Home inSight The U.S.-Israel Divide on Iran

The U.S.-Israel Divide on Iran

Shoshana Bryen
SOURCEAmerican Thinker

Portrayed mainly as a tiff between President Obama and Prime Minister Netanyahu, the U.S.-Israel divide over how to deal with Iran’s nuclear program is much more serious and dates to the 1980s. It reflects the difference in each country’s margin of error. President Obama has only widened an existing divide by suggesting Iran might be returned to the family of nations short of dismantling its nuclear program. Prime Minister Netanyahu’s planned appearance before Congress will articulate Israel’s existential concerns and try, perhaps, narrow the differences over ends, if not means.

The Washington Post, unstintingly liberal in both foreign and domestic policy, has become increasingly skeptical of President Obama’s approach. David Ignatius, Associate Editor of the Post and a columnist exceedingly well connected to the State Department, this week ran excerpts of his interview with Israel’s Minister of Security, Yuval Steinitz. Steinitz, unstintingly hard line in both foreign and domestic policy, made three primary points:

  • Israel was pressured to accept U.S-Iran negotiations, but, “From the very beginning, we made it clear we had reservations about the goal of the negotiations. We thought the goal should be to get rid of the Iranian nuclear threat, not verify or inspect it.”
  • The U.S. appears increasingly willing to make a “kick the can down the road” deal with Iran because the President believes there will be a major change in leadership after Khamenei (now 75 years old). “I understand the logic, but I disagree… To believe that in the next decade there will be a democratic change in leadership and that Iran won’t threaten the U.S. or Israel any more, this is too speculative.”
  • Regarding stability in the Middle East, “Iran is part of the problem and not part of the solution — unless you think Iran dominating the Middle East IS the solution.”

Ignatius seems to agree. “People who think that a nuclear deal with Iran is desirable, as I do,” he wrote, “need to be able to answer Steinitz’s critique.”

Steinitz is, in fact, making the argument Israel’s last ambassador to Tehran, Uri Lubrani, made beginning in the 1980s. Between 1982 and 2011, I had the honor of escorting groups of retired American Flag and General Officers to Israel where they would meet with Lubrani, and later also with Steinitz. “It is a race between the revolution and the bomb,” Lubrani would say. By the end of the 1990s, he was increasingly convinced that the bomb would come first.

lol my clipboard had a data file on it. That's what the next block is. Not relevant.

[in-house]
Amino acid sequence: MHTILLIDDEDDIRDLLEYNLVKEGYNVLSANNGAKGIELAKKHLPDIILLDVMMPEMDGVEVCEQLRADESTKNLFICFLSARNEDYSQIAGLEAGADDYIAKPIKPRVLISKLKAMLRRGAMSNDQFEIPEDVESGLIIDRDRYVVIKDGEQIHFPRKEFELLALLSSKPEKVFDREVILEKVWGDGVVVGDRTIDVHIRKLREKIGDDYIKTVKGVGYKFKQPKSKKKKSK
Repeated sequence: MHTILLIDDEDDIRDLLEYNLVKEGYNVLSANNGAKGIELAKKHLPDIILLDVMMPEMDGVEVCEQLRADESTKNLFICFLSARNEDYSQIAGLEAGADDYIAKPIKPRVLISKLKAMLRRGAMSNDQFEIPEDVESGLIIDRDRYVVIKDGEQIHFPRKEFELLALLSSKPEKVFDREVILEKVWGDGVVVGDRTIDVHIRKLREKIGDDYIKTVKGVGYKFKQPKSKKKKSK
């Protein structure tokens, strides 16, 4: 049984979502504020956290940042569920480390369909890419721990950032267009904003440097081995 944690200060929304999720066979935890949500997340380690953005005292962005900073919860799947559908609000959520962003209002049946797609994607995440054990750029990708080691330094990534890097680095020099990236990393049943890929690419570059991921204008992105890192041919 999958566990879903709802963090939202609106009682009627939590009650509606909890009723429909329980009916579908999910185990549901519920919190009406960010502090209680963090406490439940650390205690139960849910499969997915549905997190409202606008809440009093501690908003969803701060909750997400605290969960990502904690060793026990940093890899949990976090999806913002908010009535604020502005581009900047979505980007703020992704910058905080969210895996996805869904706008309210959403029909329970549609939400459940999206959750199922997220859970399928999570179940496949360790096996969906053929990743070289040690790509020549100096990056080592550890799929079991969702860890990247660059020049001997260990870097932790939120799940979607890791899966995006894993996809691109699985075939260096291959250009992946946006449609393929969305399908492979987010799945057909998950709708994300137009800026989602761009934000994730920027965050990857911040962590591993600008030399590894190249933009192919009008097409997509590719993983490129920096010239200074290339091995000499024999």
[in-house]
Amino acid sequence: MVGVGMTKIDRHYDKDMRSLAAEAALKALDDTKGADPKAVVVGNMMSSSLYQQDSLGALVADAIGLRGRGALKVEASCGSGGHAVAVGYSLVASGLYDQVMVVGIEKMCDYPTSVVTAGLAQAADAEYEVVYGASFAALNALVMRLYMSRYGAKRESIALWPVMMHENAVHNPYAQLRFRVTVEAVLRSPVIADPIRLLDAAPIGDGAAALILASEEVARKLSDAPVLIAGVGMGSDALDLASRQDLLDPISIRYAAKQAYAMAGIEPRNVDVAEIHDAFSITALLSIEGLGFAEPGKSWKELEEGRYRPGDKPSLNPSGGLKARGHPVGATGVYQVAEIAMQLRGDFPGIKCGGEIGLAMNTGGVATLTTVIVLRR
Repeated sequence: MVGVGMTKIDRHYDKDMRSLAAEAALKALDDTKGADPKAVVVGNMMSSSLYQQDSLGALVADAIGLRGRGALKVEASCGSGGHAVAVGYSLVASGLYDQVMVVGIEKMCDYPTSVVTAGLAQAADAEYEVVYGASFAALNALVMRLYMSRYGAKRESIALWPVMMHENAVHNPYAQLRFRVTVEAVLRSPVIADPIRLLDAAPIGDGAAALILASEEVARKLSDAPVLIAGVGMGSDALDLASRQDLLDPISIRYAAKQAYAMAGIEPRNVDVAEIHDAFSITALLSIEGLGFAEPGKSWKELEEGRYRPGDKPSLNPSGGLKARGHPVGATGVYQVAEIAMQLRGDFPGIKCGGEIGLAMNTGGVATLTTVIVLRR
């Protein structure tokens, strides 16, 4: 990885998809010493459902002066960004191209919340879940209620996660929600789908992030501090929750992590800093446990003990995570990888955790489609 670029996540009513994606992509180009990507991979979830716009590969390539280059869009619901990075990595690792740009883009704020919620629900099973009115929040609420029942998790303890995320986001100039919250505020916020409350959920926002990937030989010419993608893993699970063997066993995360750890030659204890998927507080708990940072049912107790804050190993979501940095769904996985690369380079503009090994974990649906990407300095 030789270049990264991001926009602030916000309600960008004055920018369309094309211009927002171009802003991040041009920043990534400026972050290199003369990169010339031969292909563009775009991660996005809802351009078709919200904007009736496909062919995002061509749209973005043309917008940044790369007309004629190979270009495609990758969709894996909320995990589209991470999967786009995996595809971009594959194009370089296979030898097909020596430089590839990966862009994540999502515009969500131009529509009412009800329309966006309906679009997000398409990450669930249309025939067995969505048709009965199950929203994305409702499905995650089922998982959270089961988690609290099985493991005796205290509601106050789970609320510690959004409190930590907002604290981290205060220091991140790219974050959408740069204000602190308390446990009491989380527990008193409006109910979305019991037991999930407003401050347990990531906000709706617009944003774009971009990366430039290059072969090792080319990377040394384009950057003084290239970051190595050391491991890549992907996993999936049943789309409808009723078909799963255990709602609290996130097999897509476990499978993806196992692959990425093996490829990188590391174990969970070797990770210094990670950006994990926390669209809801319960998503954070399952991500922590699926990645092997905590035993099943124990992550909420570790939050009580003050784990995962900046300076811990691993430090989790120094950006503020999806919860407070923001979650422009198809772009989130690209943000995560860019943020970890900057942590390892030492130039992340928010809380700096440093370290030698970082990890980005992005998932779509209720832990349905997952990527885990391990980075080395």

This heightens the focus in Israel on whether and under what circumstances a military option would be required to stop Iran. It was then that the question, “stop Iran from what” surfaced; was it nuclear weapons or nuclear weapons capability?

Israel always had assumed that if — stress “if” not “when” — the time came for a military strike, the U.S. would be part of the package. There was never an “Osirak option” for Israel against Iran — no single strike that would end the program, and Israelis in government had always been clear that a setback was the best that could be expected. The Osirak raid itself wasn’t expected to eliminate Saddam’s program, just set it back about 18 months to 2 years. But the French declined to supply another reactor, effectively ending the program in that form. Iran learned from that and separated, buried, and hardened its facilities, and improved its air defenses. One key facility is alongside and under Qom, as Iran assumed no one would want to be responsible for blowing up “the holy city of Qom,” or its civilian population.

Under those circumstances, not only was there no “single strike” option, but the multiple strike option became harder every year — and increasingly less manageable by a small country alone. And the U.S., which had been critical of Israel’s Osirak strike (at least in the beginning) didn’t want to be part of a similar exercise against Iran, so it moved the goalposts — Iranian nuclear capability might be tolerated.

America spent the Clinton years spending the “peace dividend,” and Iran was occupied with the Iran-Iraq War, so the divergence of view didn’t rise to the level of an emergency.

President Bush had other priorities after 9/11 (although in 2003 the Iranians were terrified that he would take the war in a different direction, and maybe he should have). By the second Bush term, it was clear to the Israelis that there would be no joint military strike, and President Bush denied Israel the bunker-buster bombs (more powerful than those Israel had), effectively telling Israel not to try it on its own either. Somewhere — maybe here — it should be noted that at the height of the Iraq War, when Iranians were killing American soldiers, the Bush administration did not respond, preferring to downplay Iranian direct aggression against the United States.

With the American “red line” being nuclear weapons, not capability, the negotiated option became a non-starter from the Israeli point of view. President Obama simply took his predecessors’ position and added his own interest in seeing whether Iran could be made part of the security architecture of the region at the price of Western acquiescence to its nuclear program.

Israel maintains that it will face its existential threat regardless of American assistance or, more likely, American displeasure. An IDF Chief of Staff said once that his obligation was to “Jewish generations past, present and future.” Congress and the president should have no objection to hearing that point of view.